Janis told me she often sits with the artisans in China while the pieces are being made to personally describe her vision for the design (“I don’t cast”), and she works with the craftsman in Bali where her 22kt gold work is done. “I am very hands-on,” she said, “with everything.” I’ll say. The company is 100 percent self-supported, and the women wouldn’t have it any other way. It seems to be working. Janis Provisor Jewelry will be moving into a brand new studio salon this summer where Janis and Debi hope to put together small groups of “interesting women” to exchange ideas, network and, of course, buy some serious jewelry.

Here’s the rundown on today’s crowd:

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Isaac Mizrahi, Twilight‘s Kellan Lutz & A Manhattan Madri Gras

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— DIANE CLEHANE

I attended a fabulous lunch today for Deb Shriver to celebrate the publication of her first book, Stealing Magnolias, due out any minute. It was a festive afternoon befitting the book which is equal parts love letter, scrapbook and chic guide to Deb’s adopted city of New Orleans. “I not only love New Orleans. I love the idea of it. When I’m away, it is a dream I can always return to. I would come just for the gumbo,” says Deb, an Atlanta native and twelfth-generation Southerner.

Our hostess, Barbaralee Diamonstein-Spielvogel, welcomed everyone to “New Orleans North” as we all sipped our Pimm’s Cups (‘I never drink at lunch but I’ll make an exception’ was pretty much the consensus) and dined on Louisiana crawfish salad made especially for the occasion. The guest list was a chatty mix of journos and Deb’s nearest and dearest. In attendance: More‘s editor Lesley Jane Seymour, authors Pamela Keogh and Susan Sully, Deb’s husband Jerry Shriver who toils as music critic for USA Today,  Jesse Kornbluth of headbutler.com,  Amy Wicks of WWD and Melissa Coan and Marcia Sherill of 1stdibs.com It’s worth noting that Deb, whose ‘real job’ as Hearst’s chief officer of communications keeps her more than busy, wrote her book ‘on weekends’ over the course of several months. “Pretty humbling for all of us here at the table who do this for a living,” said one guest. Indeed.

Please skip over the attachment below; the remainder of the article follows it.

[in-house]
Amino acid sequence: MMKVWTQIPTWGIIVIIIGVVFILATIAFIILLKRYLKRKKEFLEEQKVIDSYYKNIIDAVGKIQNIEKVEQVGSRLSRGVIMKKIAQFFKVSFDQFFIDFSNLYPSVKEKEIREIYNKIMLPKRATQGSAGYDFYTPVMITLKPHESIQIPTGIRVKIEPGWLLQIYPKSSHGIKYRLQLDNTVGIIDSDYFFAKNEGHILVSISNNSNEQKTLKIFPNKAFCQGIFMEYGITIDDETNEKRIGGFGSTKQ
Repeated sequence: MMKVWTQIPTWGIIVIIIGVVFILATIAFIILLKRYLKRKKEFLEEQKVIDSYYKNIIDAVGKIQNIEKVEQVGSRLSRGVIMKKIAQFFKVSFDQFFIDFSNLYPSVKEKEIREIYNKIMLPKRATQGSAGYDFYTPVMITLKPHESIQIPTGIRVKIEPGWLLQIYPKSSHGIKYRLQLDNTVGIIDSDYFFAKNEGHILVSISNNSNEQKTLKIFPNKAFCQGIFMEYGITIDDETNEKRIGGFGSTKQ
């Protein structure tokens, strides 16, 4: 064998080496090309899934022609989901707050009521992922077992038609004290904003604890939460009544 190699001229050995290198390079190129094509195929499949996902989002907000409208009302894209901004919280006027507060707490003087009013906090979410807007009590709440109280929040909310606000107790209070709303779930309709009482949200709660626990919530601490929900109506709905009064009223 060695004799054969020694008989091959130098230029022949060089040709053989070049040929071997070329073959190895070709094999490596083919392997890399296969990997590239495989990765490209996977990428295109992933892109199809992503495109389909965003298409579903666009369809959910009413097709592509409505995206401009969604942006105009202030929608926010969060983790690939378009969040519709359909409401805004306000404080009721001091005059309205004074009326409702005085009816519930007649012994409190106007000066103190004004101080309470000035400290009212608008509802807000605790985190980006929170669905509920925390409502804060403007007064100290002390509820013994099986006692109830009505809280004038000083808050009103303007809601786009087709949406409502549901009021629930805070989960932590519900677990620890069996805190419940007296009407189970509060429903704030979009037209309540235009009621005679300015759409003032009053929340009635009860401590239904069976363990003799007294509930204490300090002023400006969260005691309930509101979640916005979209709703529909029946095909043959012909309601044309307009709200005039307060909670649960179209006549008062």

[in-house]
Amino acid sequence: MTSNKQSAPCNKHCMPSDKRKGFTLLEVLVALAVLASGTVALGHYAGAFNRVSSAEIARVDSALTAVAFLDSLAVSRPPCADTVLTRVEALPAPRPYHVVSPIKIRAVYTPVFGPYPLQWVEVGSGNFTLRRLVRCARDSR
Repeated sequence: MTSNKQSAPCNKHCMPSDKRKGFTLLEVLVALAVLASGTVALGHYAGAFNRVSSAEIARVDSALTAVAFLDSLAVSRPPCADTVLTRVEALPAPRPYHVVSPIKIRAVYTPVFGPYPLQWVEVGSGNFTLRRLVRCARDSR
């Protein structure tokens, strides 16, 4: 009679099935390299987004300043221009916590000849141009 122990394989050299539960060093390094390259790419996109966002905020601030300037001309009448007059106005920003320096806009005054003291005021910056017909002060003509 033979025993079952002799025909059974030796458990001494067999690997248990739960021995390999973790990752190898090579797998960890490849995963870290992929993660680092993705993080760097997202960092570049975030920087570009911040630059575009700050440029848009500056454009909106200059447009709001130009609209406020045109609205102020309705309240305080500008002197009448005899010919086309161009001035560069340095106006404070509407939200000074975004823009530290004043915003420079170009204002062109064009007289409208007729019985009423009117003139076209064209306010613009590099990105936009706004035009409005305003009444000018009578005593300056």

Before lunch, we all got a chance to flip through the pages of the sumptuous tome and I was struck by all the beautiful photography of the people, places and cuisine of New Orleans. It’s the work of 17 different photographers, Deb tells me — and she did all the food styling herself! (Some people just multitask a lot better than others, I suppose). Then, just as the main course was about to be served, everyone in the dining room was treated to a surprise solo performance of jazz man Craig Handy to make the Manhattan Mardi Gras complete. Bravo!

Here’s the rundown on today’s crowd:

1. Deb Shriver, Barbaralee Diamonstein-Spielvogel, Jerry Shriver, Lesley Jane Seymour, Amy Wicks, Pamela Keogh, Jesse Kornbluth, Susan Sully, Marcia Sherrill, Melissa Coan and yours truly.

2. MSNBC’s Chris Licht, Nancy Jacobson and Kevin Sheekey.

3.  The ‘Imber Gang:” Dr. Gerald Imber, Jerry Della Femina, Andy Bergman and Michael Kramer